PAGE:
GREAT NECK, Long Island (WABC) -- Some Chinese-American businesses on Long Island are seeing sharp declines in their sales and customer bases since the outbreak of the coronavirus.
Tina Zhang, the owner of New Fu Run Restaurant in Great Neck, told Eyewitness News she is dealing with a 30 to 40 percent drop in business since mid-January.
"People are actually fear to come out, eat, because they're afraid people may come back from China," Zhang said.
Zhang knew she was headed for tough times on January 25 -- Chinese New Year -- when eight big parties canceled their reservations at her restaurant.
New York City information about coronavirus
Zhang also owns a restaurant in Flushing, and she said business there is suffering even more than her Great Neck location.
"My old customer I call them up and ask them and they saying they're afraid to come out to eat," she said. "They rather stay home, be safe."
The owner of 47 Beauty Studio in Great Neck, Krystal Zhong, said she is also struggling to get customers.
"They scared," she said. "That's why they don't want to come."
Zhong said her business is down approximately 40 percent since mid-January and even her regular weekly customers have disappeared.
Centers for Disease Control and Prevention on coronavirus
"We are safe here, so people can come in," Zhong said. "Nothing to be worried."
New York State Health Commissioner Dr. Howard Zucker said people should not be hesitant to go to stores and restaurants owned by Chinese-Americans or where Chinese-Americans may frequent.
"I think there is a lot of anxiety and angst that everyone's experiencing, and I think it's important to temper that," he said. "People should still go out to restaurants."
Zucker points to the fact that there are no confirmed cases of coronavirus in New York State.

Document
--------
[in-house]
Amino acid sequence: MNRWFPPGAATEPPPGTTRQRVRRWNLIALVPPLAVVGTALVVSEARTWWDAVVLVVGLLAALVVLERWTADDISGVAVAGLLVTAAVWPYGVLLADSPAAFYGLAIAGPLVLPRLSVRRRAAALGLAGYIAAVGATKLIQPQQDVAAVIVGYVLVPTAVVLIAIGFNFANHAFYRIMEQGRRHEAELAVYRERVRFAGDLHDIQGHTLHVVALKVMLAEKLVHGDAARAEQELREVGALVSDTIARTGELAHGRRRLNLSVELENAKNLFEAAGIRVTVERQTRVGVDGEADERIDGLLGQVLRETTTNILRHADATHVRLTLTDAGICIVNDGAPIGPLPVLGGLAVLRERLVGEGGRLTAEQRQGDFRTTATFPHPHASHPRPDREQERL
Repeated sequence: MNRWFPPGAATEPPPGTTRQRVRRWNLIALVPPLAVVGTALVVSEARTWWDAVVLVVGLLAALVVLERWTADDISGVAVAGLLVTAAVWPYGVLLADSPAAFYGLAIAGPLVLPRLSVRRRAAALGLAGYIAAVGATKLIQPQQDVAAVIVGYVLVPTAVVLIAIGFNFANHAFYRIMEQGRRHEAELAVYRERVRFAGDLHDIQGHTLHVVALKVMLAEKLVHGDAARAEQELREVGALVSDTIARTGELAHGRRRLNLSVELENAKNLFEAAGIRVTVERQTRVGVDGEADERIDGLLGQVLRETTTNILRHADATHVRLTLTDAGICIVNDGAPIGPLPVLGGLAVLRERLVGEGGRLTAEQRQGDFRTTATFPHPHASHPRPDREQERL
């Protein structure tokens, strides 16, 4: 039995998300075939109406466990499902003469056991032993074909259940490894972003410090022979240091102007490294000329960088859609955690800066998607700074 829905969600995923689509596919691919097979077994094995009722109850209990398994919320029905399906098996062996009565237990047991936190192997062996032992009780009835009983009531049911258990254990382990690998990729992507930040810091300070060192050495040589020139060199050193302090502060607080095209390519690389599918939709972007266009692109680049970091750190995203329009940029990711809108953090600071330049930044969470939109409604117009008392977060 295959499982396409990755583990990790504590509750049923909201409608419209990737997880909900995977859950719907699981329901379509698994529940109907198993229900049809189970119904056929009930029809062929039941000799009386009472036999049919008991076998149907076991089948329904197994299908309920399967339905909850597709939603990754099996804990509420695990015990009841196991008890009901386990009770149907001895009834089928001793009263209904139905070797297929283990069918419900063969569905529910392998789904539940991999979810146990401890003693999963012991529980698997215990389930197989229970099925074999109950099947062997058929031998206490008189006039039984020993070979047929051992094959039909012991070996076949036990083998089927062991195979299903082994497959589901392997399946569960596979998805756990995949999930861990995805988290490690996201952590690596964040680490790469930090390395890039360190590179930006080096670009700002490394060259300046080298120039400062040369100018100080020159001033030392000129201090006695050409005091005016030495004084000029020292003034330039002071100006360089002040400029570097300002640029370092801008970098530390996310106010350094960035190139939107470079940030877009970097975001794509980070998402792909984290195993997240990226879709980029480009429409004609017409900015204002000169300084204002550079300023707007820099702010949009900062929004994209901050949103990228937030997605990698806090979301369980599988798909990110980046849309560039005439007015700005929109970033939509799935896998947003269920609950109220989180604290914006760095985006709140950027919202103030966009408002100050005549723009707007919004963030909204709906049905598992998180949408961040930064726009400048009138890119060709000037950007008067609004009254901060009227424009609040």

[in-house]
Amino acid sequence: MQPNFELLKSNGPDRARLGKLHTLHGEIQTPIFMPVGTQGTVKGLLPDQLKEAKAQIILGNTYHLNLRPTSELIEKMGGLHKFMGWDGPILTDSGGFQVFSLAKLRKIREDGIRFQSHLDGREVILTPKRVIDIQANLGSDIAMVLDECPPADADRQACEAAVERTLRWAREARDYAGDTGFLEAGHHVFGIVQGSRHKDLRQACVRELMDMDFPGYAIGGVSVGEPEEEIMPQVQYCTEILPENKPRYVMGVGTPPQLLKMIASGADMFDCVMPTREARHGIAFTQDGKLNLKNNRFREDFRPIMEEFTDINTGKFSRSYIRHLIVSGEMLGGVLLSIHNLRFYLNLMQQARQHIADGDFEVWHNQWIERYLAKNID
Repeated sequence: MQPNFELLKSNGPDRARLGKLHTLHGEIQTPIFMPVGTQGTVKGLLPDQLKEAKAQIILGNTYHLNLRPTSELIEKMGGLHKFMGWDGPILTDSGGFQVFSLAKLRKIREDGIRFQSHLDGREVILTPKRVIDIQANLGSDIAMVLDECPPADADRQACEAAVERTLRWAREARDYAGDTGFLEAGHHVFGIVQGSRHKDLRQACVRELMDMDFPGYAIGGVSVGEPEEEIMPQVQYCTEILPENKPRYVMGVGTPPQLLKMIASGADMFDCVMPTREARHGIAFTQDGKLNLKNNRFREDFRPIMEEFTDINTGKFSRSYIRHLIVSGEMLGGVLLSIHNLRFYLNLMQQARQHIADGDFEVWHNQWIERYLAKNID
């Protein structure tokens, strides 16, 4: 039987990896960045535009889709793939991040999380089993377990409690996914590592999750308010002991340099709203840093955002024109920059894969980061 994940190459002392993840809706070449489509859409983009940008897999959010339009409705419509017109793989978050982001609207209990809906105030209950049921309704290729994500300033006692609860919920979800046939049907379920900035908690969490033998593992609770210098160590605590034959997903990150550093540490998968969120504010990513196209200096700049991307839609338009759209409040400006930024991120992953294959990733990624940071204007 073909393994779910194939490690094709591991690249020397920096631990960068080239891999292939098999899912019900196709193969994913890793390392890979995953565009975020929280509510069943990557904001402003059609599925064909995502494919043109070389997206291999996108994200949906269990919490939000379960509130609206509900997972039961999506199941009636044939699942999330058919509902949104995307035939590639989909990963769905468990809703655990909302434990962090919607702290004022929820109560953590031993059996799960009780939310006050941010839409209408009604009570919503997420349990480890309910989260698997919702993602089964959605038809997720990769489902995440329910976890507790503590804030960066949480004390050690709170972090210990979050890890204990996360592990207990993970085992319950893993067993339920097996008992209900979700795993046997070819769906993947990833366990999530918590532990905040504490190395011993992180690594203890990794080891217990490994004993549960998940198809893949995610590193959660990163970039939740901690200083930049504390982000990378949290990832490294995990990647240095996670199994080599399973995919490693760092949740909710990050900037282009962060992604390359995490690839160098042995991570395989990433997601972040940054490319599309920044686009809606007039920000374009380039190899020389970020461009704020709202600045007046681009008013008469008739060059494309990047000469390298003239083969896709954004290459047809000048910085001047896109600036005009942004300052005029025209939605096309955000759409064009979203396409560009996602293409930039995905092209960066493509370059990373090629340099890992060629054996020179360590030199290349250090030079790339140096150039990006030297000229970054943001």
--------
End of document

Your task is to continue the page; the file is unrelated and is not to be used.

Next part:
New York State information about coronavirus
Senator Anna Kaplan (D-Carle Place) has been working to encourage people to patronize local Chinese-American businesses.
"These businesses are part of the fabric of our downtowns, and if they're forced to layoff staff or close their doors, it would be a huge loss for everyone," she said. "I'm urging Long Islanders to step up and show their support for these local businesses during their time of need."
Last weekend, Kaplan hosted a luncheon at Zhang's restaurant with local supervisors and the Chinese Consul General to show that it is safe to eat at Chinese restaurants. The group visited several Chinese-American businesses in the area.
Kaplan said she also has heard from a local realtor who is having difficulty showing properties to prospective buyers because homeowners do not want anyone who has been to China in their homes. Similarly, homeowners of Chinese ethnicity do not want anyone in their homes who have recently been back to the homeland.
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